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Cases Provide Additional Examples of Improper or Potentially Fraudulent Inspections

indication that the contractor had made three attempts to perform a complete inspection. We analyzed a statistical sample of 250 from a population of about 170,000 inspections submitted by the MD contractors and paid for by FEMA from June 2006 through January 2007. Table 3 shows the results of our sample.23

Table 3: Results of Statistical Sample of Paid Preventative Maintenance Inspections

Total paid inspections selected in sample Total inspection sheets meeting criteria Total improper or potentially fraudulent inspections Travel trailer or mobile home not found in FEMA’s database Inspection sheet did not exist

250 120 130 20 43

Inspection sheet did not contain occupant signature or notation that three inspection attempts had been made


Source: GAO analysis of FEMA data.

Even if payments were supported by proper inspection documentation, we found indications that the paid-for inspections were not always performed. As shown by the following three cases, we confirmed allegations that inspectors performed impossibly large numbers of inspections in 1 day or otherwise falsified maintenance inspection documentation. We have referred all three of these matters to the Department of Justice and the DHS IG for further investigation and we have notified the Katrina Fraud Task Force about our findings.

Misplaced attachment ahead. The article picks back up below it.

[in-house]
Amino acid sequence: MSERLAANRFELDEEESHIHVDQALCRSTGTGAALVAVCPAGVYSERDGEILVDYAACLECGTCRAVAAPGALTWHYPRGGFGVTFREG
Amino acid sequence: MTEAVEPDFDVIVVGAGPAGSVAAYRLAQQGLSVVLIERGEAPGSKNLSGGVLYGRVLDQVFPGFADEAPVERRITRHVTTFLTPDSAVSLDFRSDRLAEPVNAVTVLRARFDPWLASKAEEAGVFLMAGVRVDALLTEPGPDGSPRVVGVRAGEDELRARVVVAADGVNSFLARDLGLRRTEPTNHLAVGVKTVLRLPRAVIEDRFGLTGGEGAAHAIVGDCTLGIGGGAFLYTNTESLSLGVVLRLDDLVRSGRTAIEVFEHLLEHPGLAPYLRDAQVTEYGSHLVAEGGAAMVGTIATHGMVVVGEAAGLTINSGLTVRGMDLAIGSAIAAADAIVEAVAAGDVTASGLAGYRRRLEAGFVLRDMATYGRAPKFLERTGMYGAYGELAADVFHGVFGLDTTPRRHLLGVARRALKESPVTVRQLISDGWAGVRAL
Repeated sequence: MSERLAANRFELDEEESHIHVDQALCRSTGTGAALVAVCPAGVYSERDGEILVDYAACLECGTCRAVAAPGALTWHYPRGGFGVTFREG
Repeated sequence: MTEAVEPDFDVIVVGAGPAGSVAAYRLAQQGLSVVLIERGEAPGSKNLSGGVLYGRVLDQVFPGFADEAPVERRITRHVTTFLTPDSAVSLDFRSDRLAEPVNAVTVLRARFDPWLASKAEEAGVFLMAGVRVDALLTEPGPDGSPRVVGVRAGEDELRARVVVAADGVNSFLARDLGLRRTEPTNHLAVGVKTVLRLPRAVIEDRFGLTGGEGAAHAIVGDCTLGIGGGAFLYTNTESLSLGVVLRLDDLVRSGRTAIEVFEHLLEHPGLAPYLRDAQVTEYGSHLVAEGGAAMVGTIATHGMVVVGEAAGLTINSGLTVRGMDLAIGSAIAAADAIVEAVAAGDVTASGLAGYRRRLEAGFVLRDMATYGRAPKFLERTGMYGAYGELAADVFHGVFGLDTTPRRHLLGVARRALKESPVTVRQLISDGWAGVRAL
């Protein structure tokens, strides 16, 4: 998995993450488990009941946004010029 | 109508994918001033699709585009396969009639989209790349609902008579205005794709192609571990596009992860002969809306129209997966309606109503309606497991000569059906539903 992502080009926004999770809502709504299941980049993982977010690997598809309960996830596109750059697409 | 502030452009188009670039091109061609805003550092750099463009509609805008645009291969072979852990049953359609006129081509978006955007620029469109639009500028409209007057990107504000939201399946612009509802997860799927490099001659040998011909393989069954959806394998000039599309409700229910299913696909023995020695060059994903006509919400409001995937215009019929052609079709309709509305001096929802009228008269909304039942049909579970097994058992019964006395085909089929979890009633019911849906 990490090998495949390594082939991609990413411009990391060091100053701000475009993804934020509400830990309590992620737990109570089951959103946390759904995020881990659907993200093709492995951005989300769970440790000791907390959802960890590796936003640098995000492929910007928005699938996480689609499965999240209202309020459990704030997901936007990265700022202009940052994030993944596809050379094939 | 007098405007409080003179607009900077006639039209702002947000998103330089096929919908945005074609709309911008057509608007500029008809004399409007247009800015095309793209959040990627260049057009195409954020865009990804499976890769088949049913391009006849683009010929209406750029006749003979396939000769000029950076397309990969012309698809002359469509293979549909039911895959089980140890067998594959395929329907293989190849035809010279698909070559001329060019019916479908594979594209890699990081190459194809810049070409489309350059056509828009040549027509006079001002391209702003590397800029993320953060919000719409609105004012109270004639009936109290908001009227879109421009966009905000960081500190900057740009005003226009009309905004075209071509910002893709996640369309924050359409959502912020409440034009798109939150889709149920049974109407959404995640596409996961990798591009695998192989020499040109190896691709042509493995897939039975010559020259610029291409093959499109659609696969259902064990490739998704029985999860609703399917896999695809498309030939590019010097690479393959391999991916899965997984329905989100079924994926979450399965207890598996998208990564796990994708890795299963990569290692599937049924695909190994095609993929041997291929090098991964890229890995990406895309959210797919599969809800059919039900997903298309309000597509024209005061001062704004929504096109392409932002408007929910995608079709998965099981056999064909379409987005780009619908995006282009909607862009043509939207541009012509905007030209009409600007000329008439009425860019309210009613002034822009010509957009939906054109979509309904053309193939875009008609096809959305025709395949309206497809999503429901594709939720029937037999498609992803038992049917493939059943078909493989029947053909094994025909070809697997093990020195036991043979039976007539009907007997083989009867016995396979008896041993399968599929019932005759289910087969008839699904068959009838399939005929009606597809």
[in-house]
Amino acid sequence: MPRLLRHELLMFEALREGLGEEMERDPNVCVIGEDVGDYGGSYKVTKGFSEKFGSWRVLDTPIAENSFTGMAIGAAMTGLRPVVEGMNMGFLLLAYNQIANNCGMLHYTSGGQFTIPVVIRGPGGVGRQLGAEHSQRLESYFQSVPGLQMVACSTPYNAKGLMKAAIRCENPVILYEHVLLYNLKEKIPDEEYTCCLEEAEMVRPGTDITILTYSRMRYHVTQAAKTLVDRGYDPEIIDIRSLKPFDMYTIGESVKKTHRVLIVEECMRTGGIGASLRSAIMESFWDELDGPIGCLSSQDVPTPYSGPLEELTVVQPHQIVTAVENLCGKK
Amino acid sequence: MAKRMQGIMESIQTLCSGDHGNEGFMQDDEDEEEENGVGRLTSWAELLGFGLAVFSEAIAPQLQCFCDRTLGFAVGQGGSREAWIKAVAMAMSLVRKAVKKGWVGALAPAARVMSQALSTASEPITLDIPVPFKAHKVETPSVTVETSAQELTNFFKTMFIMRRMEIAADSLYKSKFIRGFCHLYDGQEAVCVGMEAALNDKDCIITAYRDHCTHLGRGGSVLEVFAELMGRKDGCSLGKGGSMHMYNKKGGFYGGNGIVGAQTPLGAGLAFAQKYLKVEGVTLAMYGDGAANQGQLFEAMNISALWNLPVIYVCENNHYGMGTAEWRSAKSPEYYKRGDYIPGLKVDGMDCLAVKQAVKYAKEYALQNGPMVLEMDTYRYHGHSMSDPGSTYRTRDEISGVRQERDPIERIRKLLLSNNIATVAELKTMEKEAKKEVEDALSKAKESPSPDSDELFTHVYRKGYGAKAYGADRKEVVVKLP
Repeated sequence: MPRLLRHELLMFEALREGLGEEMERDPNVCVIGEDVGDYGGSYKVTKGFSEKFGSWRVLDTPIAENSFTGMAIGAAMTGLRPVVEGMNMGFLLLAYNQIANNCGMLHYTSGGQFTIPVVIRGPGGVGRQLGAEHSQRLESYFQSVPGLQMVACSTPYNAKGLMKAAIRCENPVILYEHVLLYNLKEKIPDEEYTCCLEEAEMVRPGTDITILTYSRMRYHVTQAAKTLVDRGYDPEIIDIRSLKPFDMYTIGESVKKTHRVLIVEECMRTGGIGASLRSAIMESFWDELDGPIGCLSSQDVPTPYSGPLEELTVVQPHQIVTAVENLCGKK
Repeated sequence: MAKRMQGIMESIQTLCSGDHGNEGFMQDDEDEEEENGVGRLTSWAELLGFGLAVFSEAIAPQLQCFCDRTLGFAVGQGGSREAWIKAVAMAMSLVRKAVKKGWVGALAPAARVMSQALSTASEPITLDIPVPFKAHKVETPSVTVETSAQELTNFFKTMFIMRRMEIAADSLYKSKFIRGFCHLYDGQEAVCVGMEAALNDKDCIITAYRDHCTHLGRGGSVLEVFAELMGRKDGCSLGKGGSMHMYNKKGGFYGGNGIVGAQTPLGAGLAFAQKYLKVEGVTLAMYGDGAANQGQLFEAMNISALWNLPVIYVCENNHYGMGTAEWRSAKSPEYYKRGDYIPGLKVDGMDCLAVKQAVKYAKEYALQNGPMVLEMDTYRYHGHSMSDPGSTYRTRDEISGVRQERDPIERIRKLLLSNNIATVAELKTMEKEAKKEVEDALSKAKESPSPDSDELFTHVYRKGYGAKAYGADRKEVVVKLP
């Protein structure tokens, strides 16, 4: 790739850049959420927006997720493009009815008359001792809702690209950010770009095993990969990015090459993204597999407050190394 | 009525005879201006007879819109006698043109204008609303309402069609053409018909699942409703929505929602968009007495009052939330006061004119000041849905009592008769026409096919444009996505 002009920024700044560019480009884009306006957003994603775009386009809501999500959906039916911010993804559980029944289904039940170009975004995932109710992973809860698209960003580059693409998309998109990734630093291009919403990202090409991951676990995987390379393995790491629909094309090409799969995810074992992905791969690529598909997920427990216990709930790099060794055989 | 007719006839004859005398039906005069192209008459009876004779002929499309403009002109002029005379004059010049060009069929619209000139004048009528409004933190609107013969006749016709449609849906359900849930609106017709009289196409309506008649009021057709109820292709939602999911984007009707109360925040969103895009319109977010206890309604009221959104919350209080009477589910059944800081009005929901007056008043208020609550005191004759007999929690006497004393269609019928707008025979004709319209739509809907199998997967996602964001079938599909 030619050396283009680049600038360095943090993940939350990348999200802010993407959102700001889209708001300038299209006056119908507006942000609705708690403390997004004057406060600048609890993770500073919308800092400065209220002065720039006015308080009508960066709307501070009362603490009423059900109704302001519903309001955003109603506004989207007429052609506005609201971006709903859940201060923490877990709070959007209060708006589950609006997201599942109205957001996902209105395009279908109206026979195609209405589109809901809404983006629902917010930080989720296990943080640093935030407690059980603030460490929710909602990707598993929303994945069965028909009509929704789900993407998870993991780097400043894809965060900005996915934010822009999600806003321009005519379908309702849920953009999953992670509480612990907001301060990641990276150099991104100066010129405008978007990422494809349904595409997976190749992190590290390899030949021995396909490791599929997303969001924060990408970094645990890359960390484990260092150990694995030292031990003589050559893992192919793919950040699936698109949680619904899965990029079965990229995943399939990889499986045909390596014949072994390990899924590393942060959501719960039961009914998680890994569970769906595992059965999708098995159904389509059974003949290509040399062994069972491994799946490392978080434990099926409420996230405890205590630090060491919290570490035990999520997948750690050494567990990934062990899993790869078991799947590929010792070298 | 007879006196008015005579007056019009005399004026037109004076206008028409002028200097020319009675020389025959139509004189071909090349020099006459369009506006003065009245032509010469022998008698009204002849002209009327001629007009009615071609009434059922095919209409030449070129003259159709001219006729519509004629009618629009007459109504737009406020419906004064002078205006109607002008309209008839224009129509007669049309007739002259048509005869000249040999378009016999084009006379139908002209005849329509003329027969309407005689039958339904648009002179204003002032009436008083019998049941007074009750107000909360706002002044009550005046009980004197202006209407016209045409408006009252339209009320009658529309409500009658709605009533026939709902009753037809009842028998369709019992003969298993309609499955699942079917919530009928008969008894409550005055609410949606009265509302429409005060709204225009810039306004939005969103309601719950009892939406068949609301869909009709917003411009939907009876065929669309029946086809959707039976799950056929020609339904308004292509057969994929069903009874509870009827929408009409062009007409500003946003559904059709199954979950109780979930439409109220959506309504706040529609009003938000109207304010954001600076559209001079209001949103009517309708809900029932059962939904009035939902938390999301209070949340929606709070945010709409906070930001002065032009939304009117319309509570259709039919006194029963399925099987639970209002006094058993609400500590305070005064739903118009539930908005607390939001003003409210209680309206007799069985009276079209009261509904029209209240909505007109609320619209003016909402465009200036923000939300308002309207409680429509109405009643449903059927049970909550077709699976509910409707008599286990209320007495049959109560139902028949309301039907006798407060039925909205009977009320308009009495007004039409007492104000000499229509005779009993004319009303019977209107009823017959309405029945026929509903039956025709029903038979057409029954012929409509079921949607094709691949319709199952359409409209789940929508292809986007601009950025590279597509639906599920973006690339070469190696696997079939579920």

Case 1: We confirmed that inspectors for one contractor billed and were paid for excessive numbers of inspections that supposedly took place during the course of 1 work day. As previously stated, MD contractors are responsible for interior and exterior unit inspections. These inspections include checking the plumbing, electrical, and heating and cooling

23Consistent with the findings issued in our December 2006 testimony, we also discovered that FEMA potentially made improper rental assistance payments to some of the residents of the trailers that were part of our statistical sample. Specifically, the Stafford Act prohibits FEMA from providing rental assistance payments under IHP if temporary housing has been provided by any other source. However, we found that FEMA approved payments for rental assistance to 31 households after they had already moved into the trailers. We found an additional 11 households who did not return excess rental assistance to FEMA before moving into a trailer. The improper payments associated with these 42 occupants totals $54,608. See GAO, Hurricanes Katrina and Rita Disaster Relief: Continued Findings of Fraud, Waste, and Abuse, GAO-07-252T (Washington, D.C.: Dec. 6, 2007).

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GAO-08-106 Hurricane Katrina

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